04 June 2021
O2 is carrying out a “radical overhaul” of its operations in a bid to cut emissions from its data centres by more than half a million kilograms within a year.
The British telecommunications giant said it has invested in innovative energy-efficient cooling equipment to regulate the temperature of data centres and core network sites. The new kit, which uses natural cold air outside of locations to cool inside, will replace traditional electric-powered air conditioning and transitional gas-based refrigeration.
It is being paired with energy management software provided by EkkoSense, which uses smart sensors fitted to data centre equipment to monitor how much cooling each site requires and how the delivery of this cooling can be optimised for energy efficiency.
“Our software’s ability to capture and analyse O2’s critical power, space and cooling information in real-time gives their data centre team access to much more powerful optimisation capabilities, as they progress towards net zero,” said Dean Boyle, chief executive officer at EkkoSense.”
As a result, O2 estimates that each site with the new technology will consume 15-20% less energy per annum. To date, around 70% of the operator’s sites have received the upgrade. Once all sites have the technology installed, the operator forecasts, CO2e savings of more than 678,000 kilograms will be delivered within a 12-month period. The move comes after O2 shifted all sites where it manages energy bills directly to 100% renewable electricity.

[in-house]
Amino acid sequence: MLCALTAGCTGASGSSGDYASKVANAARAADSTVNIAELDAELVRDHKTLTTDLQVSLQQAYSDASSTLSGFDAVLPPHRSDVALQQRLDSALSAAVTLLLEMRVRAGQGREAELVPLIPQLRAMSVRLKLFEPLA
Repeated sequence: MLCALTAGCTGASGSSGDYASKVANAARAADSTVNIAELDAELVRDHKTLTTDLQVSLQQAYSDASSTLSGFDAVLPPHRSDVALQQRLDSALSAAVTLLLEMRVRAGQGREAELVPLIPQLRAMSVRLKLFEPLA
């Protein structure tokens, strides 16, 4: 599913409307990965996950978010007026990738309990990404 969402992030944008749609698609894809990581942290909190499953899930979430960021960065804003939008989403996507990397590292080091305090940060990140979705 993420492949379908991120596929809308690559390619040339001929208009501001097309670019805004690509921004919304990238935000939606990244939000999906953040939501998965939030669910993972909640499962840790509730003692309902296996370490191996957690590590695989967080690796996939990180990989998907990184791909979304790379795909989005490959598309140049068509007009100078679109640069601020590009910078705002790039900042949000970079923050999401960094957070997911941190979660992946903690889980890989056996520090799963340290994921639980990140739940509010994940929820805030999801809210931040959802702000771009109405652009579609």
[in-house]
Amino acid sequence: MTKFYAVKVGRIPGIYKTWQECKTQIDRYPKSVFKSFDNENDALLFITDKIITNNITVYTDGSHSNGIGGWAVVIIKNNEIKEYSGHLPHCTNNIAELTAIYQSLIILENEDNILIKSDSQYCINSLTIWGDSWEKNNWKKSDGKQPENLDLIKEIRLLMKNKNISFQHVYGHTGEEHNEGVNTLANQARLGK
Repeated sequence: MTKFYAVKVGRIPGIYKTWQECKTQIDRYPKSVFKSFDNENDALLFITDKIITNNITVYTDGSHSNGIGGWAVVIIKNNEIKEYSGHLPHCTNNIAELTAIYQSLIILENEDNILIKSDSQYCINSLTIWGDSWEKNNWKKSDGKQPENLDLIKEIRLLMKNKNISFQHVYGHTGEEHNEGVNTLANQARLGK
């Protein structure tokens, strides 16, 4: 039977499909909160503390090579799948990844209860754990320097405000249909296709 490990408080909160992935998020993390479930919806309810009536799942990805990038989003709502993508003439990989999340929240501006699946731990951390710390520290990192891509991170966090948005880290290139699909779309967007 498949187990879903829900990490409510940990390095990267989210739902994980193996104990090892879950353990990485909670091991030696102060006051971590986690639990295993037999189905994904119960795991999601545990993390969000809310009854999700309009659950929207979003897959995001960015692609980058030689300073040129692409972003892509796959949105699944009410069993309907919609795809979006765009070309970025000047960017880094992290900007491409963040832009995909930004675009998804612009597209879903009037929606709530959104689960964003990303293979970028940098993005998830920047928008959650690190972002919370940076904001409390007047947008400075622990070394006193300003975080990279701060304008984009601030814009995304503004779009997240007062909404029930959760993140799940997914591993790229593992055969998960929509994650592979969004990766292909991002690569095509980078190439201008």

“Our number one priority is keeping customers connected, but that cannot be at the expense of the environment,” said Tracey Herald, O2’s head of corporate responsibility and sustainability said. “Data centre cooling is a great example: the more data we use, the hotter the centres can become. Historically networks have relied on air con, but the UK has plenty of fresh, cold air that does the same job – so we’re getting rid of old kit and using energy in a smarter way.”
To date, around 70% of the operator’s sites have received the upgrade.
Furthermore, O2 has also delivered an 82% improvement in energy efficiency across the network since 2015. However, it claims that the focus on data centres is necessary in light of the net-zero transition and the UK’s growing demand for 4G and 5G. Total peak hour data traffic on the O2 network this April and May was some 55% higher year-on-year.
In 2016, it was reported that the world’s data centres used more than Britain’s total annual electricity consumption – 416.2TWh, significantly higher than the UK’s 300TWh. This was equivalent to 3% of global electricity demand and, with the grid mix at the time taken into account, around 2% of annual global emissions.
In 2020, O2 became the only mobile network operator to commit to net zero by 2025, whilst working with supply chain partners to reduce emissions by 30% in the next five years.